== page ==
Questions That May Save You Money at the Doctor's

Medically Reviewed by Jennifer Robinson, MD on August 12, 2022

You aren't just a patient when you visit your doctor. You're also a consumer who's about to spend good money. Your doctor might prescribe medical tests, procedures, or medications that could cost a lot.

Ask these five questions. They might help you save some money.

Whether you're getting an annual checkup or are at the doctor's office because you're ill, your doctor might prescribe a test or procedure.

It could be a screening test such as a mammogram or colonoscopy that checks for cancer. Or it could be a blood test, X-ray, ultrasound, or other medical test to help figure out what's making you sick.

Either way, don't be shy -- ask questions about tests your doctor orders so that you fully understand your care.

Your questions should cover:

  • The purpose of the test and why you need it
  • How the test will be done
  • What you should do to get ready
  • Whether there are any dangers or side effects
  • How you'll find out the results

Ask follow-up questions if you don't understand the answers.

Once you know what your doctor plans to do, ask how much it will cost. Find out:

  • The actual cost of the test
  • Whether your insurance will cover the cost
  • What your out-of-pocket costs will be

Your doctor’s staff should be able to help answer these questions. If not, call your insurance company.

Doctors may have more than one test or procedure to choose from. Ask your doctor to talk about the pros and cons of each before deciding what's best for you.

It costs less to prevent an illness than it does to treat it. So talk to your doctor about changing some of your lifestyle habits. Wellness and lifestyle programs offer plans for eating right, exercising, losing weight, and managing your stress. If you already have a chronic condition, a program can help you manage it better.

Ask your doctor if a wellness program or lifestyle changes could help you avoid taking medication. Also, check with your insurance company and your employer about lifestyle programs they offer.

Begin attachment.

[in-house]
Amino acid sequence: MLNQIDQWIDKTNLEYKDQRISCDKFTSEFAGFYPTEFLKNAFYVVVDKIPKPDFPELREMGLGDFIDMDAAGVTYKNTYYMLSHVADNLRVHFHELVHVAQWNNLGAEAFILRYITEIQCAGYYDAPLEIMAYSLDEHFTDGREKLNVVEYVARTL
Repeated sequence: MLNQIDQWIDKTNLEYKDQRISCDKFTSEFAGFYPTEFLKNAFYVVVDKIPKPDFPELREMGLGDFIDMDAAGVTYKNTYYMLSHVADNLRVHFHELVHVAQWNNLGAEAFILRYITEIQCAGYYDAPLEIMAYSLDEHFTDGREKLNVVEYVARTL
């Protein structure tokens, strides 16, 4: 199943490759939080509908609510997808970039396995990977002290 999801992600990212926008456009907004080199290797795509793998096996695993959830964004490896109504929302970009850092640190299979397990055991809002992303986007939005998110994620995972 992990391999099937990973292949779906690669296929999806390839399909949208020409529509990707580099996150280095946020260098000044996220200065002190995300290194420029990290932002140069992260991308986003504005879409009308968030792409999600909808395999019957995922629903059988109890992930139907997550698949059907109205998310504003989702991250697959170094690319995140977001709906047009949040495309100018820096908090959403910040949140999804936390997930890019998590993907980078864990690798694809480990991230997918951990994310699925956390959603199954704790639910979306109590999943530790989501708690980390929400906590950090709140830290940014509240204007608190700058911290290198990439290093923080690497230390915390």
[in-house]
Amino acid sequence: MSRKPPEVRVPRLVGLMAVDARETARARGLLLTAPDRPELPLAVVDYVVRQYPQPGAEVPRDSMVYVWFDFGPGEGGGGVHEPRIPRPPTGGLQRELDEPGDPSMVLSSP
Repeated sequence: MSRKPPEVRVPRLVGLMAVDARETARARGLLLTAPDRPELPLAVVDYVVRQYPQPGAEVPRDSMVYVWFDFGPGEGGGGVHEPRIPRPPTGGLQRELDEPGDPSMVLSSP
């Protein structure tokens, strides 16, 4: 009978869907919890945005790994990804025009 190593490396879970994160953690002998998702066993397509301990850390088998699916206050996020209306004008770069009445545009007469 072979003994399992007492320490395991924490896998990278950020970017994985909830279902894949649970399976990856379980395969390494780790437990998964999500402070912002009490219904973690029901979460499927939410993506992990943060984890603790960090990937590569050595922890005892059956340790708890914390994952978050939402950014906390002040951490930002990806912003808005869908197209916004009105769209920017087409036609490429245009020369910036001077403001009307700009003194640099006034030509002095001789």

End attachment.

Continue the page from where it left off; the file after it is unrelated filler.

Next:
If your doctor writes you a prescription, it’s a good idea to talk about the medication and whether it’s the best choice for you.

Brand-name drugs typically cost more than generics. Even if your insurance covers your medication, your part of the cost may still be higher for a brand-name drug. In some cases, insurers offer generics without any copay because they cost much less than name brands.

You also might be able to find free or discounted prescriptions, either through a patient assistance program or from your local pharmacy. You must qualify for a patient assistance program in advance. Some national chain pharmacies provide free or low-cost prescription drugs like antibiotics or metformin.

There also might be brand-name medications that cost less than your doctor's first choice. Ask your doctor if there are drawbacks to taking these other medications, and weigh the pros and cons before deciding.

Show Sources


National Institutes of Health: "Asking Questions," "What Can I Ask? Getting Information."

CDC: "Health-Plan and Employer-Based Wellness Programs to Reduce Diabetes Risk: The Kaiser Permanente Northern California NEXT-D Study."

Cleveland Clinic: "Lifestyle 180."

Federal Trade Commission: "Generic Drugs and Low-Cost Prescriptions."

American College of Lifestyle Medicine: “What Is Lifestyle Medicine?”

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